473 F.2d 98
153 U.S.App.D.C. 387
UNITED STATES of America
Philip SMALLWOOD, Appellant.
United States Court of Appeals,
District of Columbia Circuit.
Argued March 8, 1972.
Decided Nov. 9, 1972.
Mr. David Cobb, Washington, D. C. (appointed by this court), for appellant.
Mr. Charles E. Brookhart, Asst. U. S. Atty., with whom Messrs. Thomas A. Flannery, U. S. Atty. at the time the brief was filed, John A. Terry, Asst. U. S. Atty., and Daniel E. Toomey, Asst. U. S. Atty. at the time the brief was filed, were on the brief, for appellee. Mr. Harold H. Titus, Jr., U. S. Atty., also entered an appearance for appellee.
Before BAZELON, Chief Judge, and ROBINSON and ROBB, Circuit Judges.
ROBB, Circuit Judge:
Appellant was convicted by a jury of armed robbery (22 D.C.Code Secs. 2901 and 3202) and assault with a dangerous weapon (22 D.C.Code Sec. 502). He was sentenced to concurrent indeterminate terms under the Youth Corrections Act (18 U.S.C. Sec. 5010(b)). On this appeal he contends that his constitutional rights were violated when he was identified by a government witness in a lineup, and later in court. We affirm the judgment.
At approximately 1:20 P.M. on May 11, 1970, two men, one armed with a sawed-off shotgun, held up Hymie's Restaurant and Carry-Out at 4408 Arkansas Avenue, N.W., in Washington. The man with the shotgun remained at the door of the restaurant while the other man entered the store and told the proprietress, Mrs. Mary Hyman, to put the money from the cash register in a bag. She complied, placing approximately $86.00 in a bag, which the man took. She noticed that this man was short, very dark, and that his head was cleanshaven. The robbers then left the store and escaped.
Officer Clarence Wheeler, a crossing guard at 13th and Upshur Streets, within a block of Hymie's Restaurant, knew Smallwood by sight, having seen him "in the neighborhood" twenty or twenty-five times. Shortly before 8:00 o'clock on the morning of the robbery Smallwood passed Officer Wheeler's post driving a red 1965 Corvair bearing temporary license tags numbered DX-2920. The car "had very loud mufflers" and was "going a little over the speed limit," which led Officer Wheeler to make a note of the tag number. He noticed also that there were two passengers in the car, one of whom had a clean-shaven head.
At about 1:20 P.M. on May 11, Officer Wheeler left his traffic post and headed for Hymie's for lunch. On the way he noticed Smallwood standing next to his car which was parked just around the corner from the restaurant. Smallwood "appeared to be nervous like he was waiting for someone." As the officer entered the restaurant two men ran out, one of them being the individual with the clean-shaven head who that morning had been a passenger in Smallwood's Corvair. When Mrs. Hyman told the officer that she had been robbed, he turned, followed the two men around the corner and saw them get into Smallwood's car. At this time the officer was within thirty feet of the car. Smallwood got behind the wheel and drove off at a fast rate of speed. Officer Wheeler went to a call box and reported the robbery, giving the tag number and a description of the car. A few minutes later he also furnished a description of Smallwood.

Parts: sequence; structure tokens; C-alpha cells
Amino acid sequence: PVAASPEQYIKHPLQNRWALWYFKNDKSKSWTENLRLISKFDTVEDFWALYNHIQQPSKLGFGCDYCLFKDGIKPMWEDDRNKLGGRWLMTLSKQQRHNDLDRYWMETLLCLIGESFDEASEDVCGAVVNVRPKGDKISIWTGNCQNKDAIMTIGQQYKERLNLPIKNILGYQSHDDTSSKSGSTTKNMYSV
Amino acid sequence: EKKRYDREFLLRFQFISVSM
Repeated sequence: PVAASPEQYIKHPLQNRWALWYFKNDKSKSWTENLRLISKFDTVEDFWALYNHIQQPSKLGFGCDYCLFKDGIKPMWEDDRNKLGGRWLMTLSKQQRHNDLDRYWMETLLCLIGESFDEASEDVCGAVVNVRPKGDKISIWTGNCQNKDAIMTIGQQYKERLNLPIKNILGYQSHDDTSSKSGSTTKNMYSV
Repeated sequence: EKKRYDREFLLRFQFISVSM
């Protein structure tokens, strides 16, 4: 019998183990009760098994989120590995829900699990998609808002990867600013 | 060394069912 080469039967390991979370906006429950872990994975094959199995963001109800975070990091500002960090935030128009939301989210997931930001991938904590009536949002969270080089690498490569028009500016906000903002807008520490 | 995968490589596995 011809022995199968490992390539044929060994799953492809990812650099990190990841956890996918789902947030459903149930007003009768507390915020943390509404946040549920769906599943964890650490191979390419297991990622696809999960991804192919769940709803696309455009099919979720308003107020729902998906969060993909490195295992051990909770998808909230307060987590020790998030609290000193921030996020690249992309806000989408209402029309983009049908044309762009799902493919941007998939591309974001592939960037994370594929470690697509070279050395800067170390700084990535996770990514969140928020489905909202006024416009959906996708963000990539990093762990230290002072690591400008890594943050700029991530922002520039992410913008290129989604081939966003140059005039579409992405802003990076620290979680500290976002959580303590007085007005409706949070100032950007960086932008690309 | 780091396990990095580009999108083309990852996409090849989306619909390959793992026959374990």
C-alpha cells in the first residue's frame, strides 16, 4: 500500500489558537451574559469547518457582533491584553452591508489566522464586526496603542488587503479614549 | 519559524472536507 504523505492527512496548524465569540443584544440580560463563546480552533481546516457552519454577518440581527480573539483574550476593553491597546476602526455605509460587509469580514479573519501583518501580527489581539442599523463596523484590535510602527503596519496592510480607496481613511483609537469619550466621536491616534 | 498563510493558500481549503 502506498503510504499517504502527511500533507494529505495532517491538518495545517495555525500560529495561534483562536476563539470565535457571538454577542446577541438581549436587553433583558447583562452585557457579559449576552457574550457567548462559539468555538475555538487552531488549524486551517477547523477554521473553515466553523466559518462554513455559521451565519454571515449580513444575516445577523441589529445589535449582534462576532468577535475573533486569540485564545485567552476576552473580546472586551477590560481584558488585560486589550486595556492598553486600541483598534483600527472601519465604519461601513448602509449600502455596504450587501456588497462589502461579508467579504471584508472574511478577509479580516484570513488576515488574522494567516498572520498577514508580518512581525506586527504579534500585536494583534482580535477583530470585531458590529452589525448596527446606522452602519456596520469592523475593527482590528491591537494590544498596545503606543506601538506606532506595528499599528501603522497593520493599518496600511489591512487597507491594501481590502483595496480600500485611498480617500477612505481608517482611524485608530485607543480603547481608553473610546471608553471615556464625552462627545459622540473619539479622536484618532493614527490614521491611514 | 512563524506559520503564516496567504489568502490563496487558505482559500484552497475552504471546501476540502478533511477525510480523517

On May 11 Officer Davis and his partner were working in plain clothes as tactical officers, their duties being to gather intelligence and make observations of "things out of the ordinary." Pursuant to this assignment they were cruising in a police car in the neighborhood of Hymie's Restaurant. Officer Davis sat on the passenger side of the front seat. At about 1:20 P.M. Davis noticed Smallwood, just around the corner from the restaurant, standing next to a maroon Corvair with temporary tags DX-2920. The officers' attention was attracted because they "were trying to take special notes, especially of temporary tags" and they "knew that a lot of cars are stolen and using temp tags. . . ." Officer Davis noted the tag number and noticed that Smallwood was "acting nervous * * * standing beside the automobile looking around as if to be waiting for someone." The officers cruised approximately four blocks beyond the car, then turned back to observe the scene again, but found that Smallwood and the car were gone. Moments later Officer Davis heard the radio lookout for the robbery, with the description of the car and Smallwood. He realized immediately that the car and the man described were the car and the man he had just seen. He later testified that to the best of his recollection the description he heard was "Negro male, five foot nine inches to five foot 11 inches, dark complected, close cut hair, wearing a green pullover shirt. . . ."
On May 26, 1970, Officer Davis identified Smallwood in a lineup held pursuant to court order. Adams v. United States, 130 U.S.App.D.C. 203, 399 F.2d 574 (1968). Appellant's court appointed counsel was unable to be present because of illness, but substitute counsel appeared for Smallwood. Officer Davis also identified the appellant at trial.
At trial Smallwood disclaimed any knowledge of the robbery. He testified that he knew Officer Wheeler and that around 9:30 on the morning of May 11 he had driven past Wheeler, who was directing traffic at 13th and Upshur Streets. He conceded that his car was a maroon Corvair with a loud muffler, bearing temporary license tags No. DX-29201 and that he was wearing a green shirt. He said he had gone to Hymie's Restaurant at about ten o'clock and had remained there until about half past twelve when he left and went to his brother's house, arriving around one o'clock, and he then went to his mother's house. He said that before leaving Hymie's he stood beside his car for a while, watching "some kids" shooting crap.